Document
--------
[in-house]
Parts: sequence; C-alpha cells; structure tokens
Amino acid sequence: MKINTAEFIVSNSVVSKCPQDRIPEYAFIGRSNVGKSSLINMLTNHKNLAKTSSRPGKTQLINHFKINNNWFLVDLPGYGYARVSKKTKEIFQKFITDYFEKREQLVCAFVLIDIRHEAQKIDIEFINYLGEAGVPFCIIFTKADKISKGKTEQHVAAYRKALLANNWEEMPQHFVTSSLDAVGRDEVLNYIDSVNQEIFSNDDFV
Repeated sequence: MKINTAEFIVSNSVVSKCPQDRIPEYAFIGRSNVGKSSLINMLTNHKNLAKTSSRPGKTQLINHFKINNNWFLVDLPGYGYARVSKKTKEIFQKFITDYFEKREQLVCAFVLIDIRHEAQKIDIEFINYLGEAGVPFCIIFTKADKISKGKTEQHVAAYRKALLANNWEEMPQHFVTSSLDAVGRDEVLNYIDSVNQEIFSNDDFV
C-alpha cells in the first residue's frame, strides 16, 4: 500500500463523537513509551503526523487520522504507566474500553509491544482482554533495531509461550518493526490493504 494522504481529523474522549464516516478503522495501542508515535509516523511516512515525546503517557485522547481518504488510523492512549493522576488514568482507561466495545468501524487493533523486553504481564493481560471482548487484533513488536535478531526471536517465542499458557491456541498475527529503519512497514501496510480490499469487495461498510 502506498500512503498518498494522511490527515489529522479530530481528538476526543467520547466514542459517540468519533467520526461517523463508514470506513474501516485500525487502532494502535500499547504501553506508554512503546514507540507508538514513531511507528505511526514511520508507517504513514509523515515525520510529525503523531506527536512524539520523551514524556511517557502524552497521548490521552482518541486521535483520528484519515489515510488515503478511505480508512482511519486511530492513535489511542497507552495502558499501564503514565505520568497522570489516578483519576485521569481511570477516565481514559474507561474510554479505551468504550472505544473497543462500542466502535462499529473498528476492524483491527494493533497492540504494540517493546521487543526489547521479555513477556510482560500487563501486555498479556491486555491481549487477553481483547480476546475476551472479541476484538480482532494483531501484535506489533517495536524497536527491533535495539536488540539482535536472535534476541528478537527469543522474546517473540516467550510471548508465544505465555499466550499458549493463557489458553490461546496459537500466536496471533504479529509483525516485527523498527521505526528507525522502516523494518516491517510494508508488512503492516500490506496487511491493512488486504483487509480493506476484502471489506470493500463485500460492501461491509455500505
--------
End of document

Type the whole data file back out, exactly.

[in-house]
Parts: sequence; C-alpha cells; structure tokens
Amino acid sequence: MKINTAEFIVSNSVVSKCPQDRIPEYAFIGRSNVGKSSLINMLTNHKNLAKTSSRPGKTQLINHFKINNNWFLVDLPGYGYARVSKKTKEIFQKFITDYFEKREQLVCAFVLIDIRHEAQKIDIEFINYLGEAGVPFCIIFTKADKISKGKTEQHVAAYRKALLANNWEEMPQHFVTSSLDAVGRDEVLNYIDSVNQEIFSNDDFV
Repeated sequence: MKINTAEFIVSNSVVSKCPQDRIPEYAFIGRSNVGKSSLINMLTNHKNLAKTSSRPGKTQLINHFKINNNWFLVDLPGYGYARVSKKTKEIFQKFITDYFEKREQLVCAFVLIDIRHEAQKIDIEFINYLGEAGVPFCIIFTKADKISKGKTEQHVAAYRKALLANNWEEMPQHFVTSSLDAVGRDEVLNYIDSVNQEIFSNDDFV
C-alpha cells in the first residue's frame, strides 16, 4: 500500500463523537513509551503526523487520522504507566474500553509491544482482554533495531509461550518493526490493504 494522504481529523474522549464516516478503522495501542508515535509516523511516512515525546503517557485522547481518504488510523492512549493522576488514568482507561466495545468501524487493533523486553504481564493481560471482548487484533513488536535478531526471536517465542499458557491456541498475527529503519512497514501496510480490499469487495461498510 502506498500512503498518498494522511490527515489529522479530530481528538476526543467520547466514542459517540468519533467520526461517523463508514470506513474501516485500525487502532494502535500499547504501553506508554512503546514507540507508538514513531511507528505511526514511520508507517504513514509523515515525520510529525503523531506527536512524539520523551514524556511517557502524552497521548490521552482518541486521535483520528484519515489515510488515503478511505480508512482511519486511530492513535489511542497507552495502558499501564503514565505520568497522570489516578483519576485521569481511570477516565481514559474507561474510554479505551468504550472505544473497543462500542466502535462499529473498528476492524483491527494493533497492540504494540517493546521487543526489547521479555513477556510482560500487563501486555498479556491486555491481549487477553481483547480476546475476551472479541476484538480482532494483531501484535506489533517495536524497536527491533535495539536488540539482535536472535534476541528478537527469543522474546517473540516467550510471548508465544505465555499466550499458549493463557489458553490461546496459537500466536496471533504479529509483525516485527523498527521505526528507525522502516523494518516491517510494508508488512503492516500490506496487511491493512488486504483487509480493506476484502471489506470493500463485500460492501461491509455500505